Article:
Can PTA producers survive plummeting polyester demand?

The PTA market was already grappling with global overcapacity when the pandemic piled on the pressure

1 minute read

Global polyester demand collapsed during the Covid-19 pandemic. Producers of its raw materials, including purified terephthalic acid (PTA), were already dealing with overcapacity. Now they face unprecedented market volatility and a long road to demand recovery.

So how have PTA production economics changed? What makes the difference between profit and loss? Fill in the form for a complimentary insight, powered by our new PTA Asset Benchmarking Tool. Or read on for an introduction to the key challenges.

Polyester demand has fallen sharply

Fibre and textiles – by far the largest consuming segments for polyester – were devastated by the impact of the coronavirus. The apparel industry, for example, was left hanging by a thread.

Not all polyester segments have been performing poorly. PPE demand has provided some protection for the fibres industry, while stockpiling of bottled water and sanitisation products gave PET a boost. Nonetheless, we expect total polyester production in China to contract by 2.8% versus 2019, and global production to decline by 1%.

This poses a clear challenge for key raw materials, paraxylene (PX) and PTA. In the case of PTA, our growth forecast has shifted down from 3.8% to -0.6%.

Global overcapacity compounds the problem

The PTA market was already grappling with reduced operations and margin compression due to global overcapacity. The collapse in polyester demand has only served to pile on the pressure.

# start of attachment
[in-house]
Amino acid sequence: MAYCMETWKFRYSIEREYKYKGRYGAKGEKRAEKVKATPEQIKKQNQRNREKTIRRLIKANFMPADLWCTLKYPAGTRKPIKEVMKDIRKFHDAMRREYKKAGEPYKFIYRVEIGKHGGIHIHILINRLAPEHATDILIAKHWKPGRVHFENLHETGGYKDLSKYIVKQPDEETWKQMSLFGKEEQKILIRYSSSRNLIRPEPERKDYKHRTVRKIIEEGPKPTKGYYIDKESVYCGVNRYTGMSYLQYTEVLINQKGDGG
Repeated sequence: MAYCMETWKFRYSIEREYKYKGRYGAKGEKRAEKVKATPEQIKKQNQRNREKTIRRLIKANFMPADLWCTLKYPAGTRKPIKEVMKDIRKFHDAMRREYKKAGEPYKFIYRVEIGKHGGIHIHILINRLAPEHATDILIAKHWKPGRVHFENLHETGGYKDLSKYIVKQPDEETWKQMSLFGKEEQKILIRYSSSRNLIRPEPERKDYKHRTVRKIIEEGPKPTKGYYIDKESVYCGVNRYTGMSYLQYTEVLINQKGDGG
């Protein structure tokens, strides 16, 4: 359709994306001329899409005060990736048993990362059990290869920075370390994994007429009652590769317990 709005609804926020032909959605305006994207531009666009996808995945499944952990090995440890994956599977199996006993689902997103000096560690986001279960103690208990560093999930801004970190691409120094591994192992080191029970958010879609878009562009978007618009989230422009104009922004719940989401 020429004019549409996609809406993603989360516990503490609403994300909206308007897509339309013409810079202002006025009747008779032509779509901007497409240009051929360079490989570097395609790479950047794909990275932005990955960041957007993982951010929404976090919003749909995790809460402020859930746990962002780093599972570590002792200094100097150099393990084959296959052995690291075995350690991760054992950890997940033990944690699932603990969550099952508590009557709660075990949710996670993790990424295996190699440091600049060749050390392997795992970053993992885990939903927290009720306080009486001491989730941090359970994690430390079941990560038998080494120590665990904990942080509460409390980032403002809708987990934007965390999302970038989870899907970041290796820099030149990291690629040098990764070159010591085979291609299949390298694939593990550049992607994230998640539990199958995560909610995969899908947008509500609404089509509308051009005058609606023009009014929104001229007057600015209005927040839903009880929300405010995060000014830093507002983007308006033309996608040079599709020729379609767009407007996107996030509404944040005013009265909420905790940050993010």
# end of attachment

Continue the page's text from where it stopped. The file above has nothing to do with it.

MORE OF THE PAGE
Between 2015 and 2019, net PTA capacity increased by 14.2 Mt, while demand increased by 3.4 Mtpa. And we estimate that a further 17.2 Mt of downstream PTA capacity will come onstream by 2023. Such large additions will force operating rates down to historic lows.

We do expect the rationalisation of some smaller, older, non-integrated PTA units to accelerate. However, those players that do manage to weather the storm will see demand recover next year – our forecast calls for a rebound of around 4.5% on average over the next three years.

Of course, the pandemic story is still unfolding. There is downside risk should a second wave take hold, and as governments loosen and tighten virus containment measures.

Can PTA players survive the crisis?

Most PTA capacity additions between 2020-2023 are being built in China. This construction wave will differ from previous ones in that most of the new capacity is being built by current market players, further consolidating China’s PTA supply. This will put producers in a better position to manage the supply-demand balance, by minimising compression in the PTA-PX spreads.

We’re also seeing China’s PTA producers weather volatility by using the futures market to price PTA in the spot market, hedge against risks and manage inventory. It’s changing the way PTA producers are doing business in the world’s largest polyester market – and could help to reshape the landscape of the global polyester chain.

Nonetheless, PTA players face uncertain times in an environment of oversupply. An unprecedented wave of new capacity will begin operating in H2, and the competitive position of existing assets will rebalance. Production costs and profitability will be under intense scrutiny.

Take a closer look at PTA production economics

How has the global PTA margin curve changed? What type of PTA assets are most – and least – competitive? What are the factors driving profit and loss?

Fill in the form at the top of this page for a complimentary insight on PTA production economics, with charts and analysis drawn from our new PTA Asset Benchmarking Tool.


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